Unity, by contrast, gives you clarity, confidence, and thorough knowledge of your systems. It grants your organization reliable, maintainable, and affordable security through clear visibility and strong communication amongst the tools in your infrastructure. And with a carefully curated stack, shadow IT sticks out like a thumb drive in 2023. That makes it easier to spot and address shadow IT as it occurs, allowing you to keep your stack unified long term.
Ultimately, a strategically unified infrastructure allows you to both build a better defense and mount a quick offensive, should the moment arise.
Be Ready for Anything.
When we talk about planning for the future, we often mean planning for the foreseeable future. It involves answering questions like, What will our process be for onboarding a department’s worth of new hires next year? How are we planning for upcoming EOL dates? How will we handle identities when this merger goes through?
Planning for future events is hard enough — addressing any of the above questions can take months of planning and cross-departmental collaboration. But planning for curveballs you can’t anticipate is another exercise entirely.
This became apparent for many IT admins and business leaders over the last few years as they lived the consequences of unforeseen change. A global pandemic that no one could have planned for plunged them into new territories that their technology wasn’t built to support. Businesses suddenly found themselves tied to tech that was hard to manage remotely and even harder to retrofit to their environments, which seemed to have changed completely overnight.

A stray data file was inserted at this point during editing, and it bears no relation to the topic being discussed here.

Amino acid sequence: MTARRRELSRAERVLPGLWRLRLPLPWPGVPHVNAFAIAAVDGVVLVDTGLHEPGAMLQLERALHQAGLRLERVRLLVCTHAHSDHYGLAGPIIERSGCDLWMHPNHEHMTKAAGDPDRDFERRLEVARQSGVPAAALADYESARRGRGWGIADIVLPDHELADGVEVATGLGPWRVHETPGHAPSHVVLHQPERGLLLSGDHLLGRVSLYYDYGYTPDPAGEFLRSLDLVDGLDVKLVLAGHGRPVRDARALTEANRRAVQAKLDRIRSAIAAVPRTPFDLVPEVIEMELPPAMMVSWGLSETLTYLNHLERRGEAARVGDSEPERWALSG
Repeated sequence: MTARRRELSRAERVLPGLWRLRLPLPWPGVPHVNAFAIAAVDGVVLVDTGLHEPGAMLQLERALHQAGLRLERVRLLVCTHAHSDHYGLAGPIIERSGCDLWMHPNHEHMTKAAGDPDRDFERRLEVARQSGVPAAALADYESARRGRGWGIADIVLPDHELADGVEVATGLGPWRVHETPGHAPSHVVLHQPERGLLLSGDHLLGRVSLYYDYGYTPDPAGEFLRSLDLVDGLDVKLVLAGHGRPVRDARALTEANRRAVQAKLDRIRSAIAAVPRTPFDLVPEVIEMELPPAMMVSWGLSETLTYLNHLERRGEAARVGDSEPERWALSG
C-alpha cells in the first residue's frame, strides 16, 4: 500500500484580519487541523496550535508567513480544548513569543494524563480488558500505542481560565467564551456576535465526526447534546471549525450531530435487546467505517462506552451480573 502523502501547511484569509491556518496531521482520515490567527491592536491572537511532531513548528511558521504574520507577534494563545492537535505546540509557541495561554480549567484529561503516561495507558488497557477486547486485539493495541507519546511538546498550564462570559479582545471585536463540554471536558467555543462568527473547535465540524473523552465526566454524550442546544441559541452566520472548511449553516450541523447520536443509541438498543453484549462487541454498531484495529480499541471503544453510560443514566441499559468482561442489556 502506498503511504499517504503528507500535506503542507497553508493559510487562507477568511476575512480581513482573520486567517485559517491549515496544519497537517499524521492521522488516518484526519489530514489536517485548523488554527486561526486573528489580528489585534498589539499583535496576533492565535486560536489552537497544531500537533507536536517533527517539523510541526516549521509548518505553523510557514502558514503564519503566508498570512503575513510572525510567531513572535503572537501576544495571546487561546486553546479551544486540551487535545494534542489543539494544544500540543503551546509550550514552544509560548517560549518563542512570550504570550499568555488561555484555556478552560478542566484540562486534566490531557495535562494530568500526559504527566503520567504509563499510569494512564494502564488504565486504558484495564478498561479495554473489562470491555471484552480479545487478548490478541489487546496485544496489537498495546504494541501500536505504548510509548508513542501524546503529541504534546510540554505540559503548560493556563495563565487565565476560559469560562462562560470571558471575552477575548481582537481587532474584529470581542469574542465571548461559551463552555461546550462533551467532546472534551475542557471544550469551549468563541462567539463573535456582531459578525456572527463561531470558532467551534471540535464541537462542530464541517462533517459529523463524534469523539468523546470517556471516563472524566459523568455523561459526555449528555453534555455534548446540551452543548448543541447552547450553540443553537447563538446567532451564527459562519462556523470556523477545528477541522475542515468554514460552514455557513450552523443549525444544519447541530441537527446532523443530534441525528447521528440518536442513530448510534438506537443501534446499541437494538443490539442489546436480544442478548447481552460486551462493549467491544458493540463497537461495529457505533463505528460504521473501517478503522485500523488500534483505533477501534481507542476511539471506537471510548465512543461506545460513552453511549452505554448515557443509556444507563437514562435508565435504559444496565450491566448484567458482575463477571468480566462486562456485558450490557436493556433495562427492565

How can you be prepared if you don’t know what to prepare for? Ultimately, planning for the unforeseen comes down to investing in flexibility and the power of choice. The million-dollar question becomes, How do we ensure that we can always adapt our tech to our needs and goals, regardless of what they are or how we plan to achieve them?
IT unification is the answer.
Unifying your stack both improves your flexibility and your freedom to choose what works best for your organization. Here’s why:
- A manageable stack is an adaptable stack. Making changes to a sprawled stack is like herding cats — it takes all your energy to get everything moving in the right direction, and a few stragglers always get left behind (queue more sprawl). By contrast, a manageable stack goes where you tell it to. When you can see and control all the pieces, you can strategically plan your move and count on executing it successfully. IT unification provides you with a stack that’s easy to see, manage, and change.